But let us look ahead. The Speaker wants to present this row as Tory men opposing any attempt to modernise the House of Commons.

Criticism of Carol Mills will be spun by him as evidence of misogyny and conservative reaction. He wants it to be seen as a battle between Labour women and Tory men.

Yesterday’s story in the Mail on Sunday undermines this cunning plan. The testimony of the clerk of the Australian Senate attacks the appointment on grounds of professionalism and experience.

Clerk Rosemary Laing wrote:

“We were utterly taken aback when we heard Carol Mills was front-runner to replace Sir Robert Rogers and have followed events with disbelief and dismay.

“It seems impossible someone without parliamentary knowledge and experience could be under consideration for such a role. It is bizarre and an affront.”

This is not a battle for female equality. This is a display of the Speaker’s increasingly erratic campaign against his ancestral enemies, the ones who snubbed and snobbed him in his youth.

Leave his pathology to one side.

Has he considered the effect of this appointment on Carol Mills herself?

She will have been lured out of her depth. Tempted out of her circumference. Brought in to operate in an intensely alien environment by the Speaker’s assurances, his guarantees and under his protection.

Australian women have particular qualities of gutsiness, plain speaking and focusing on outcomes, unconstrained by precedent and convention. She may survive this.

But if she fails, she will serve the Speaker’s purposes just as well. Her martyrdom will help the Speaker’s long war against his enemies.

He has destroyed the career of more than one official. And Carol Mills wouldn’t’t be the first woman to be properly damaged by him, either.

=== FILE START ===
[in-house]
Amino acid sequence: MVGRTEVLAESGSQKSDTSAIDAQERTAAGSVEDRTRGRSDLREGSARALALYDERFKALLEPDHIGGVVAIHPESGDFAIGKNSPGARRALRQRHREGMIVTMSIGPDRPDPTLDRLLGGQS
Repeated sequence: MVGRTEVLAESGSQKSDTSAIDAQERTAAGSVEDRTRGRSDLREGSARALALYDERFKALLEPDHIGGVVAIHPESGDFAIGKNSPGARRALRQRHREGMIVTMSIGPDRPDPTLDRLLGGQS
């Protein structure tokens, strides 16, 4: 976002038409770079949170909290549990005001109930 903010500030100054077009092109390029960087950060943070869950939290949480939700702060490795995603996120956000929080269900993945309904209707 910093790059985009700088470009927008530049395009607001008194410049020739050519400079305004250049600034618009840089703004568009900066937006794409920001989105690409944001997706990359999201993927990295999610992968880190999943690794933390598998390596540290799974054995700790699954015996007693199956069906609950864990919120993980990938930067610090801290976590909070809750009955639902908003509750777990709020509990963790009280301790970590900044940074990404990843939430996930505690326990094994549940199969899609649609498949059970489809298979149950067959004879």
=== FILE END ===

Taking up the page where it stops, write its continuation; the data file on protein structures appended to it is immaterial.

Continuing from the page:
Monday, August 11, 2014

Bercow’s £1,300 MP Funeral Bill on Expenses

Guido couldn’t help but feel the taxpayer had been short-changed when he read in today’s Sun that John Bercow claimed £1,300 on expenses to go to Paul Goggins’ funeral. A worthwhile trip perhaps, but could he not have done it cheaper? Guido decided to find out.

The Speaker charged us £45 for a car from parliament to Euston station and £67.50 for the return journey the following day. A quick browse of Guido’s Uber app (other free market-supporting smartphone-friendly cheap car travel services are also available) shows we could do the journey for a tenner each way.

Bercow did much better on his train journey. He billed £239.10 for him and two staffers to get up to Manchester, the standard fare. Though when he got to Manchester, the Speaker inexplicably blew £500 on cars across the city. Since the trip was only meant to be for a church service and then the funeral, Guido struggles to see why he spent so much on taxis. We reckon we’d have spent £50 at the absolute maximum.

Finally, Bercow put himself and his staffers up at the posh Park Inn by Radisson hotel at a cost to the taxpayer of a cool £364. There are plenty of budget hotels well situated in Manchester. Guido chose the Ibis Budget, which would have given us three rooms for £96.

Bercow total: £1,290